Lenovo says it might consider licensing or acquiring BlackBerry from RIM, among other options for boosting its mobile business.
Updates: Lenovo has clarified that its CFO’s statements may have been taken out of context. The company says “RIM was raised as a potential target by the journalist and Mr. Wong repeatedly answered in a manner consistent with all of our previous statements on M&A strategy.” RIM has likewise clarified that at this point, the company is “focused on the delivery of BlackBerry 10.”
RIM’s launch of its upcoming BlackBerry 10 platform is just around the corner. But even as the new operating system is seen as a potential savior for the company’s declining BlackBerry platform, speculations are rife whether RIM will license its mobile platform to another company in order to remain relevant in the market.
Market figures are speaking volumes about the dominance of Apple’s iOS and Google’s Android mobile operating systems in the smartphone market. RIM currently holds a 4% share, and is quickly being overtaken even by newer entrants like Microsoft’s Windows Phone. And with RIM’s planned launch of BlackBerry 10, other major mobile brands are already considering partnerships or even an acquisition.
Bloomberg quotes Lenovo CFO Wong Wai Ming to say the Chinese company is considering this move. “We are looking at all opportunities — RIM and many others,” Wong said at an interview at the World Economic Forum in Davos, Switzerland. “We’ll have no hesitation if the right opportunity comes along that could benefit us and shareholders.”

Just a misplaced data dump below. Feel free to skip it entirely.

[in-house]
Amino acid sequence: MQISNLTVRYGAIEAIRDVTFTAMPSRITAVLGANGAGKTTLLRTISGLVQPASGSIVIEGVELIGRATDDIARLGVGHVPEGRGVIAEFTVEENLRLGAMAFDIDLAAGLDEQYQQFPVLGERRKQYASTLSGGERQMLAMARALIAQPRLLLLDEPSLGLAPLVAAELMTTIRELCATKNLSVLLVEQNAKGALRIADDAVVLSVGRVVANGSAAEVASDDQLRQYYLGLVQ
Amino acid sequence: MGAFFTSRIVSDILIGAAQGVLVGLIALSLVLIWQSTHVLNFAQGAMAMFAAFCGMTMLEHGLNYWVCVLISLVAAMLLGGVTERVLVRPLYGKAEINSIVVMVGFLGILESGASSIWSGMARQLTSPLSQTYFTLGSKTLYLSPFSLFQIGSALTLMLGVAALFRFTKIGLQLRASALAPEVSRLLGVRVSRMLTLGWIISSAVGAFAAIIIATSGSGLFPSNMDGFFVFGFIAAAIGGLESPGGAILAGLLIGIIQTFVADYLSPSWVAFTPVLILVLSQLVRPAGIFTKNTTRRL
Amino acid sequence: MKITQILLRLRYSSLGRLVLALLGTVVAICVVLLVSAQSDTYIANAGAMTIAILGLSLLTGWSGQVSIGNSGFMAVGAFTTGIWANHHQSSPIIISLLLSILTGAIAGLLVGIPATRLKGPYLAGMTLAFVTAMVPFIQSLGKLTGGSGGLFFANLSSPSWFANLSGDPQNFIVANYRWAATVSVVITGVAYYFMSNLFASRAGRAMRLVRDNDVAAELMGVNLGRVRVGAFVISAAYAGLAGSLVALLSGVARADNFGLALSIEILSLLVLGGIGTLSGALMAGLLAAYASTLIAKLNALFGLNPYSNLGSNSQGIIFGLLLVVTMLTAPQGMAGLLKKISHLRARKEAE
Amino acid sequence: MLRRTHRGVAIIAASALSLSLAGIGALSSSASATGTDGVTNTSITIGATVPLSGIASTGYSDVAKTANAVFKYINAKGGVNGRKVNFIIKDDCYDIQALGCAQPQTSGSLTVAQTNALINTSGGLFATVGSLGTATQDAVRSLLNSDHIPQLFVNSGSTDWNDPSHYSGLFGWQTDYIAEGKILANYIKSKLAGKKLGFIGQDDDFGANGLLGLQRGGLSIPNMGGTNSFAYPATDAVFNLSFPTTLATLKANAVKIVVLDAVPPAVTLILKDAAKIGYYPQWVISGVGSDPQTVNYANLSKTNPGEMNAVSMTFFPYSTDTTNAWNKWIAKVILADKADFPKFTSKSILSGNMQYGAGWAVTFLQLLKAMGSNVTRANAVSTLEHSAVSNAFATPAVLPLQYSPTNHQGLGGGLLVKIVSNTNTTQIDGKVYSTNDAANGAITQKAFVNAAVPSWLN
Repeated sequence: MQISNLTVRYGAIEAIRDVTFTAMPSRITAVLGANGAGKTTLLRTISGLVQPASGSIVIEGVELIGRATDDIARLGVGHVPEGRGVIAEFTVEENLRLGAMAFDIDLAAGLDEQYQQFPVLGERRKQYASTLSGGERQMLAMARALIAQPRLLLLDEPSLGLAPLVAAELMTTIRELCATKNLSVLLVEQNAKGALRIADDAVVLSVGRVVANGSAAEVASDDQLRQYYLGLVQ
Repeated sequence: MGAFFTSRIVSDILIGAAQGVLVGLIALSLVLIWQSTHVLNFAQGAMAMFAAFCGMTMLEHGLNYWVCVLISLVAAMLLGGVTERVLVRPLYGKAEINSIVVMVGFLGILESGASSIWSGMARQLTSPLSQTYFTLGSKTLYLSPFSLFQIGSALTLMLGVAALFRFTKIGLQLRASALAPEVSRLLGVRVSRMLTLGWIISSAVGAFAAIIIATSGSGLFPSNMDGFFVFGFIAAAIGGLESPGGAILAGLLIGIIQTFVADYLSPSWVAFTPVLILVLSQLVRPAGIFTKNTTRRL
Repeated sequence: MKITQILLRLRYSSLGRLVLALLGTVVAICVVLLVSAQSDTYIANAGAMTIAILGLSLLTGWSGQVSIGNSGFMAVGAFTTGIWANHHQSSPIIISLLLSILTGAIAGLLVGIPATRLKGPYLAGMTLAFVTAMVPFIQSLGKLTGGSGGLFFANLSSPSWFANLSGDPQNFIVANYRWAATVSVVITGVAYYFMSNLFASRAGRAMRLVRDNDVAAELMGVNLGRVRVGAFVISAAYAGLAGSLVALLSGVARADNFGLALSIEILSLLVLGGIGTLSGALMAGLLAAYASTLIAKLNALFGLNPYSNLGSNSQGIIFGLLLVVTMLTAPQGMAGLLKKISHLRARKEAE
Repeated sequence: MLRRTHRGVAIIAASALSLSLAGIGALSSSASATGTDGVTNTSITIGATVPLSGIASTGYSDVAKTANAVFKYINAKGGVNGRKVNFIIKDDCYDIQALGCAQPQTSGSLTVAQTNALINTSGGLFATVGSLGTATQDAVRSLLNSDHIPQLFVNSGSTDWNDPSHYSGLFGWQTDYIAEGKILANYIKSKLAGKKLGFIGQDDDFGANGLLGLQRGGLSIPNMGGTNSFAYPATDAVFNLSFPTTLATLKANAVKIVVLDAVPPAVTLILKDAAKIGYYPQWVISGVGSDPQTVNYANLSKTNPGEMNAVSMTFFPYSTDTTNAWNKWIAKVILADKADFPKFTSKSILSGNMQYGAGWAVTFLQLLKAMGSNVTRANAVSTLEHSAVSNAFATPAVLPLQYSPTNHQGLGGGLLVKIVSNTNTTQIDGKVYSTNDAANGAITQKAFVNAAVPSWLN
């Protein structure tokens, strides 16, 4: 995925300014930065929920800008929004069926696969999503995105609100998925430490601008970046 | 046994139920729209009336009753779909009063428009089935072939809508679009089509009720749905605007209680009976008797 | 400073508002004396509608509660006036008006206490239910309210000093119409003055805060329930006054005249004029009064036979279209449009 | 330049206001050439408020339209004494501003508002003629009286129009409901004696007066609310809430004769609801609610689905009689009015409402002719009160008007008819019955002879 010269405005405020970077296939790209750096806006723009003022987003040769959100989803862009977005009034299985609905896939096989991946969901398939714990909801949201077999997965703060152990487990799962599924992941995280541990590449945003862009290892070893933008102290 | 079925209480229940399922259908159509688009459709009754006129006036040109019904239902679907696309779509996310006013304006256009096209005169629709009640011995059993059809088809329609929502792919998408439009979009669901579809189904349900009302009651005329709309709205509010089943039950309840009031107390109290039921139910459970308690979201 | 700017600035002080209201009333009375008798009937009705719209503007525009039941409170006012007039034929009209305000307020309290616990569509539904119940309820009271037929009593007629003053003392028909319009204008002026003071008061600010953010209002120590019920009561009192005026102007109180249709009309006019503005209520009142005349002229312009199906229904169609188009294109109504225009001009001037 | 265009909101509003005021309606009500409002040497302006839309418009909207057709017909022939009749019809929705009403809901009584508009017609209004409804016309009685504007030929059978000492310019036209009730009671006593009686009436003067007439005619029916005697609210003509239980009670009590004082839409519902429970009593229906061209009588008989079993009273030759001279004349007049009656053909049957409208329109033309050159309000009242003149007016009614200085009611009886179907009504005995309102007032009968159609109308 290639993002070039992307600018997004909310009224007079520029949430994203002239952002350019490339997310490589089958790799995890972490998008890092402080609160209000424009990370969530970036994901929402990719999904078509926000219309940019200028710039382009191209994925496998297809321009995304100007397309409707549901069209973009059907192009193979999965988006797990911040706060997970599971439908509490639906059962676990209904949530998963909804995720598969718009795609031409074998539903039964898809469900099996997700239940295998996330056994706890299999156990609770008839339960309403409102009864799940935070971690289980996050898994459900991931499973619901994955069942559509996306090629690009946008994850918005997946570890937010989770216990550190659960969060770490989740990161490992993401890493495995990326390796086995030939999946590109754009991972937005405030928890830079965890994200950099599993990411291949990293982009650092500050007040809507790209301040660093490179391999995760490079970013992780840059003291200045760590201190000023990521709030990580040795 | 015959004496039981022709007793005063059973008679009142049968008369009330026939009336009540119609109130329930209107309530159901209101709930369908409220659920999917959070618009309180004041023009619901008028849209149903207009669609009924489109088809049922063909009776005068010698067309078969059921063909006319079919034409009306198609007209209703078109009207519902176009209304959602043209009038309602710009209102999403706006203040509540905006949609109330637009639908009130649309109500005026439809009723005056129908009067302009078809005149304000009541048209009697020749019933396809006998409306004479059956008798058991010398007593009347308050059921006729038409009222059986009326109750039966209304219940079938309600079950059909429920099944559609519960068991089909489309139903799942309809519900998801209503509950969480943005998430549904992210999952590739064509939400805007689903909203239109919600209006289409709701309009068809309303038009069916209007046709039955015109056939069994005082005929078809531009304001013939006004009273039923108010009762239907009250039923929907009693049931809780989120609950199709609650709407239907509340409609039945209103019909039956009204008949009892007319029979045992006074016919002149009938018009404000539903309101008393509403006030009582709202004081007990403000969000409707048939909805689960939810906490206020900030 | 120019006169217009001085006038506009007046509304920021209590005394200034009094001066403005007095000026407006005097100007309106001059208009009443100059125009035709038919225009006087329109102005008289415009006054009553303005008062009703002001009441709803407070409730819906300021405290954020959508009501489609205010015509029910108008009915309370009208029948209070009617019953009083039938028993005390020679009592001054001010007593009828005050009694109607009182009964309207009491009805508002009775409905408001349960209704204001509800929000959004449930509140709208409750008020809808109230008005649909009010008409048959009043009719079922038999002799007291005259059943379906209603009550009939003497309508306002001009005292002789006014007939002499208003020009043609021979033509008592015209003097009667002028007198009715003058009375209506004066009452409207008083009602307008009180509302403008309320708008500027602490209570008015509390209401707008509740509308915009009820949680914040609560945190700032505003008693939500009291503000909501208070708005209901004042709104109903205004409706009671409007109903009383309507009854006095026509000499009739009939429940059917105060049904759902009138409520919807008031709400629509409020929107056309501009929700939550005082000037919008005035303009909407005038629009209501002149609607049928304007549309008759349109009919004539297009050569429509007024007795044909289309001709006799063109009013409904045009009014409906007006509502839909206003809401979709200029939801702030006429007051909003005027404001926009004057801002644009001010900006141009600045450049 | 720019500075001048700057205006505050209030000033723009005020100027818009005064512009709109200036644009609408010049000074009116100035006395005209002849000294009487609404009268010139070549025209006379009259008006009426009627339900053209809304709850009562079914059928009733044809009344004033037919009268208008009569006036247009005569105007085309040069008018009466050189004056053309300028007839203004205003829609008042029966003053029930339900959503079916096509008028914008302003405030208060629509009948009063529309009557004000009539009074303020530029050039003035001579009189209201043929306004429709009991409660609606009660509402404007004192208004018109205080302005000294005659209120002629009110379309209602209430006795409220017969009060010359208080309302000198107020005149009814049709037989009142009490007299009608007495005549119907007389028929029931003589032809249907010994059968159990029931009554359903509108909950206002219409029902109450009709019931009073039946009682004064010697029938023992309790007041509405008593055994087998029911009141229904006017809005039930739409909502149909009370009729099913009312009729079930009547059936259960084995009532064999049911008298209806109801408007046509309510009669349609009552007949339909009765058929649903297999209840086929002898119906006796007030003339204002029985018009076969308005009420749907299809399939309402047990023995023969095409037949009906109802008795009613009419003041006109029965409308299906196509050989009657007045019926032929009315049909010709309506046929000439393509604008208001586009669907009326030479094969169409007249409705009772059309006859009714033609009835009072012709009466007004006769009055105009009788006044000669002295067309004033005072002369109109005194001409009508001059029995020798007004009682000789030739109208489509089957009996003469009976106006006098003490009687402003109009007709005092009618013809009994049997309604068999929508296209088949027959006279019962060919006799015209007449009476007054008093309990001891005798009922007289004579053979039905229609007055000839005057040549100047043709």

Wong said that Lenovo has discussed the possibility of strategic ventures with RIM and its bankers, although neither company would comment on the specifics at this time. The timing is just right, though, as the speculations have driven RIM’s stock price up 2.3%, and had actually tripled since 4th quarter of 2012, driven by optimism over the Canadian company’s upcoming BlackBerry 10 launch.
Standing issues at this point, though, would include whether Canadian authorities would be comfortable with selling off intellectual property to a foreign company, especially given recent security issues concerning China’s Huawei and ZTE, which were once accused of installing backdoors for accessing critical communications infrastructure.
On whether this would be a good move for either company, recall that Lenovo had recently split into two business groups, the Lenovo Business Group, which caters to the mainstream consumer market, and The Think Business Group which caters to enterprise. Given that RIM’s enterprise-services division is its most valuable asset to date, it might help give Lenovo’s Think brand a boost in its target corporate markets.
Lenovo actually has a strong presence in the smartphone market, at least in its Chinese homeland, where it has risen to second spot in sales. The company is seeking to make inroads into the western smartphone market, though, and has launched its flagship K900 Android smartphone to boost its presence in these markets.
Updates via The Next Web.